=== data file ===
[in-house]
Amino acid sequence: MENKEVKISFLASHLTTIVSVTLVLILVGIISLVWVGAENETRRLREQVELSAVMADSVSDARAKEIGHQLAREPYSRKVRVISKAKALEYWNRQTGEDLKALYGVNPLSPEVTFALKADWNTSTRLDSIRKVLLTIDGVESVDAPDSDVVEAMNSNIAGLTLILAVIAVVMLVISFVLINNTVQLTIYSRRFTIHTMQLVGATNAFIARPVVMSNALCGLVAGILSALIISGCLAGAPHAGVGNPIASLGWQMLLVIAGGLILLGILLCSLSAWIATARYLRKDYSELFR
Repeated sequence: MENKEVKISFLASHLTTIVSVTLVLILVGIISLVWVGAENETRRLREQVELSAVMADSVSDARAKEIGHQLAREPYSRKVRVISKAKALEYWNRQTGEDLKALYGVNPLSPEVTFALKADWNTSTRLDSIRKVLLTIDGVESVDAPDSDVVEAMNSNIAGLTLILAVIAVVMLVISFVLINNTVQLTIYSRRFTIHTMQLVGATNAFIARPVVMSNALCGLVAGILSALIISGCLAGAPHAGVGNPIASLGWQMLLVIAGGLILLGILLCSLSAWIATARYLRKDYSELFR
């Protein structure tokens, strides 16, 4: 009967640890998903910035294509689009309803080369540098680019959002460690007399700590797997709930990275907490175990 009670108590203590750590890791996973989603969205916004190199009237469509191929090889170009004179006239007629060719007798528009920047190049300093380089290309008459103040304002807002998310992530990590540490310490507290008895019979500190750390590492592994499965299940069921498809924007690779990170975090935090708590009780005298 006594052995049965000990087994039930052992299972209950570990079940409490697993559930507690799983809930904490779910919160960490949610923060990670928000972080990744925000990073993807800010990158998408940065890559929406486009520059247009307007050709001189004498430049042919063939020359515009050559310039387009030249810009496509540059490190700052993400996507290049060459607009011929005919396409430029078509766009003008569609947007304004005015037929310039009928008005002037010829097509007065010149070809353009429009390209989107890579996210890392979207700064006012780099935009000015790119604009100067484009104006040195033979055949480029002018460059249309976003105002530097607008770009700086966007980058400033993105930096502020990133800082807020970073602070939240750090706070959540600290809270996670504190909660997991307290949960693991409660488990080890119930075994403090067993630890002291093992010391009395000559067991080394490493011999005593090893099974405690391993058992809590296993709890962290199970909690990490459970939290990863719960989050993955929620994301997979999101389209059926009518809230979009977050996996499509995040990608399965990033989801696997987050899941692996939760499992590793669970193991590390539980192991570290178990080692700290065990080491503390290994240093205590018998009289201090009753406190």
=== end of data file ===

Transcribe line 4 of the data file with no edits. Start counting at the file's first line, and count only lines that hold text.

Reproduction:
């Protein structure tokens, strides 16, 4: 009967640890998903910035294509689009309803080369540098680019959002460690007399700590797997709930990275907490175990 009670108590203590750590890791996973989603969205916004190199009237469509191929090889170009004179006239007629060719007798528009920047190049300093380089290309008459103040304002807002998310992530990590540490310490507290008895019979500190750390590492592994499965299940069921498809924007690779990170975090935090708590009780005298 006594052995049965000990087994039930052992299972209950570990079940409490697993559930507690799983809930904490779910919160960490949610923060990670928000972080990744925000990073993807800010990158998408940065890559929406486009520059247009307007050709001189004498430049042919063939020359515009050559310039387009030249810009496509540059490190700052993400996507290049060459607009011929005919396409430029078509766009003008569609947007304004005015037929310039009928008005002037010829097509007065010149070809353009429009390209989107890579996210890392979207700064006012780099935009000015790119604009100067484009104006040195033979055949480029002018460059249309976003105002530097607008770009700086966007980058400033993105930096502020990133800082807020970073602070939240750090706070959540600290809270996670504190909660997991307290949960693991409660488990080890119930075994403090067993630890002291093992010391009395000559067991080394490493011999005593090893099974405690391993058992809590296993709890962290199970909690990490459970939290990863719960989050993955929620994301997979999101389209059926009518809230979009977050996996499509995040990608399965990033989801696997987050899941692996939760499992590793669970193991590390539980192991570290178990080692700290065990080491503390290994240093205590018998009289201090009753406190």